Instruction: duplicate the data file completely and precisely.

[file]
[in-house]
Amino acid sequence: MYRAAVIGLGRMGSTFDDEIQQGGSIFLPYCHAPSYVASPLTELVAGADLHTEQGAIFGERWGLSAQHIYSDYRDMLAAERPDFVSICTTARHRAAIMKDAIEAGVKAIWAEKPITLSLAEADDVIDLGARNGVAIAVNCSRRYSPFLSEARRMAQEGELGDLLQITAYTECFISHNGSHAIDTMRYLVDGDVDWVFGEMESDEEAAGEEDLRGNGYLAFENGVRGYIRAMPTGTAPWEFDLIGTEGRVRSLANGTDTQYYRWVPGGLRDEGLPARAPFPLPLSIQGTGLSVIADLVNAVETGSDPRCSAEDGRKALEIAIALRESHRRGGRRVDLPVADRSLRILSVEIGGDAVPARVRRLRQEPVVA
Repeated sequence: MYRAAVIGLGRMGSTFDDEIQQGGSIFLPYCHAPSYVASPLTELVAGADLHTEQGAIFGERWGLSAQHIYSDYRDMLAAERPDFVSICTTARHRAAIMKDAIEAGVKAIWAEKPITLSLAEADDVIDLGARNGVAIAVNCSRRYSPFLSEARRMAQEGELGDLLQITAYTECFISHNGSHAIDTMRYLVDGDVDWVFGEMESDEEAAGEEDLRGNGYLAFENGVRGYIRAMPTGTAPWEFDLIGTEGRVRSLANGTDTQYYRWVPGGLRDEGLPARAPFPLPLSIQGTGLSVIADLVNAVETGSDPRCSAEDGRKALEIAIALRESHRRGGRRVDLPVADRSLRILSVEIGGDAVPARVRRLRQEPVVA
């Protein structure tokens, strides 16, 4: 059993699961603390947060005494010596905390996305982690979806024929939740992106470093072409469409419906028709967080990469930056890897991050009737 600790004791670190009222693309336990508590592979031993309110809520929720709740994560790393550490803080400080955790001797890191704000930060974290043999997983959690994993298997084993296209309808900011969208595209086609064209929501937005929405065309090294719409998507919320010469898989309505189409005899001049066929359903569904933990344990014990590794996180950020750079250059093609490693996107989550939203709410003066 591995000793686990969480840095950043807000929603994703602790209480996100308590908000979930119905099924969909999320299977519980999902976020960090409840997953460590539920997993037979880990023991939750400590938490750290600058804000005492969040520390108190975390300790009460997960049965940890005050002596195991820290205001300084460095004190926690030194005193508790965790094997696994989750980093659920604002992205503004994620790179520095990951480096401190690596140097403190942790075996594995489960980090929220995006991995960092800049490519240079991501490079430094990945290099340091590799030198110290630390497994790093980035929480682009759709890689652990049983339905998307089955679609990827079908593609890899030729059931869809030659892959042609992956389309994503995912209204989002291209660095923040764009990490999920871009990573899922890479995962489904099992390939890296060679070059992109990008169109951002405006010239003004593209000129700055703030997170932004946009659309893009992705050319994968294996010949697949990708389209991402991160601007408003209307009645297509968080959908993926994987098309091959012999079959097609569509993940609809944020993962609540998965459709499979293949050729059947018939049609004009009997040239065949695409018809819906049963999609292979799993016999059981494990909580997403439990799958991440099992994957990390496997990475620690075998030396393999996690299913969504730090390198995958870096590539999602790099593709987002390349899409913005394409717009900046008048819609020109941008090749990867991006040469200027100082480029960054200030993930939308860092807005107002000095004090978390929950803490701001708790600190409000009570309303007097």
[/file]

[in-house]
Amino acid sequence: MYRAAVIGLGRMGSTFDDEIQQGGSIFLPYCHAPSYVASPLTELVAGADLHTEQGAIFGERWGLSAQHIYSDYRDMLAAERPDFVSICTTARHRAAIMKDAIEAGVKAIWAEKPITLSLAEADDVIDLGARNGVAIAVNCSRRYSPFLSEARRMAQEGELGDLLQITAYTECFISHNGSHAIDTMRYLVDGDVDWVFGEMESDEEAAGEEDLRGNGYLAFENGVRGYIRAMPTGTAPWEFDLIGTEGRVRSLANGTDTQYYRWVPGGLRDEGLPARAPFPLPLSIQGTGLSVIADLVNAVETGSDPRCSAEDGRKALEIAIALRESHRRGGRRVDLPVADRSLRILSVEIGGDAVPARVRRLRQEPVVA
Repeated sequence: MYRAAVIGLGRMGSTFDDEIQQGGSIFLPYCHAPSYVASPLTELVAGADLHTEQGAIFGERWGLSAQHIYSDYRDMLAAERPDFVSICTTARHRAAIMKDAIEAGVKAIWAEKPITLSLAEADDVIDLGARNGVAIAVNCSRRYSPFLSEARRMAQEGELGDLLQITAYTECFISHNGSHAIDTMRYLVDGDVDWVFGEMESDEEAAGEEDLRGNGYLAFENGVRGYIRAMPTGTAPWEFDLIGTEGRVRSLANGTDTQYYRWVPGGLRDEGLPARAPFPLPLSIQGTGLSVIADLVNAVETGSDPRCSAEDGRKALEIAIALRESHRRGGRRVDLPVADRSLRILSVEIGGDAVPARVRRLRQEPVVA
């Protein structure tokens, strides 16, 4: 059993699961603390947060005494010596905390996305982690979806024929939740992106470093072409469409419906028709967080990469930056890897991050009737 600790004791670190009222693309336990508590592979031993309110809520929720709740994560790393550490803080400080955790001797890191704000930060974290043999997983959690994993298997084993296209309808900011969208595209086609064209929501937005929405065309090294719409998507919320010469898989309505189409005899001049066929359903569904933990344990014990590794996180950020750079250059093609490693996107989550939203709410003066 591995000793686990969480840095950043807000929603994703602790209480996100308590908000979930119905099924969909999320299977519980999902976020960090409840997953460590539920997993037979880990023991939750400590938490750290600058804000005492969040520390108190975390300790009460997960049965940890005050002596195991820290205001300084460095004190926690030194005193508790965790094997696994989750980093659920604002992205503004994620790179520095990951480096401190690596140097403190942790075996594995489960980090929220995006991995960092800049490519240079991501490079430094990945290099340091590799030198110290630390497994790093980035929480682009759709890689652990049983339905998307089955679609990827079908593609890899030729059931869809030659892959042609992956389309994503995912209204989002291209660095923040764009990490999920871009990573899922890479995962489904099992390939890296060679070059992109990008169109951002405006010239003004593209000129700055703030997170932004946009659309893009992705050319994968294996010949697949990708389209991402991160601007408003209307009645297509968080959908993926994987098309091959012999079959097609569509993940609809944020993962609540998965459709499979293949050729059947018939049609004009009997040239065949695409018809819906049963999609292979799993016999059981494990909580997403439990799958991440099992994957990390496997990475620690075998030396393999996690299913969504730090390198995958870096590539999602790099593709987002390349899409913005394409717009900046008048819609020109941008090749990867991006040469200027100082480029960054200030993930939308860092807005107002000095004090978390929950803490701001708790600190409000009570309303007097």